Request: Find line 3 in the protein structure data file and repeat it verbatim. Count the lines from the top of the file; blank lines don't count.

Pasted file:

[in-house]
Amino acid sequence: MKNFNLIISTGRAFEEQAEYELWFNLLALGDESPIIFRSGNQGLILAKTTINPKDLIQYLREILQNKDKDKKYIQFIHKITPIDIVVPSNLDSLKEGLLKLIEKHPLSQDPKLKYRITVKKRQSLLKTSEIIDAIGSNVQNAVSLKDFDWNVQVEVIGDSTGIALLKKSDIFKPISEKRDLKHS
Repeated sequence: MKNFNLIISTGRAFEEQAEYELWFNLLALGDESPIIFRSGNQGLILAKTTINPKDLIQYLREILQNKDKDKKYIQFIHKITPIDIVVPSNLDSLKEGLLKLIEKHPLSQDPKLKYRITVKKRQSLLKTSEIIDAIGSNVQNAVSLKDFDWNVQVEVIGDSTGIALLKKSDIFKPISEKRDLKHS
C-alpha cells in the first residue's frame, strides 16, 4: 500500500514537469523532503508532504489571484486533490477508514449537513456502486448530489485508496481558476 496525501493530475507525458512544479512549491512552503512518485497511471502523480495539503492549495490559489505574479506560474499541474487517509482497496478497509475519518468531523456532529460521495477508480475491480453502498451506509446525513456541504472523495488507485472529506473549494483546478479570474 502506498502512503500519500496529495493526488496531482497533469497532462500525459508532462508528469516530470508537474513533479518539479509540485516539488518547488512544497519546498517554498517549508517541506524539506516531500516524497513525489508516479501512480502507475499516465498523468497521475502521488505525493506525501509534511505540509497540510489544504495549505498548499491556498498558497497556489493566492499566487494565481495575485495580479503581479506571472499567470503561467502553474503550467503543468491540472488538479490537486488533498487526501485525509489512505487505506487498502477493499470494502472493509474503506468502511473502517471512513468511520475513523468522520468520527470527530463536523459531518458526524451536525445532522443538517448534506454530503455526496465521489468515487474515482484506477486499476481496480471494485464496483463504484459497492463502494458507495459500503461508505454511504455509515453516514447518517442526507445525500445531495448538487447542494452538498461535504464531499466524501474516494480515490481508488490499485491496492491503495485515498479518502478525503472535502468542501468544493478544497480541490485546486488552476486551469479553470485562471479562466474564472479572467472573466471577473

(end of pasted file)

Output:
Repeated sequence: MKNFNLIISTGRAFEEQAEYELWFNLLALGDESPIIFRSGNQGLILAKTTINPKDLIQYLREILQNKDKDKKYIQFIHKITPIDIVVPSNLDSLKEGLLKLIEKHPLSQDPKLKYRITVKKRQSLLKTSEIIDAIGSNVQNAVSLKDFDWNVQVEVIGDSTGIALLKKSDIFKPISEKRDLKHS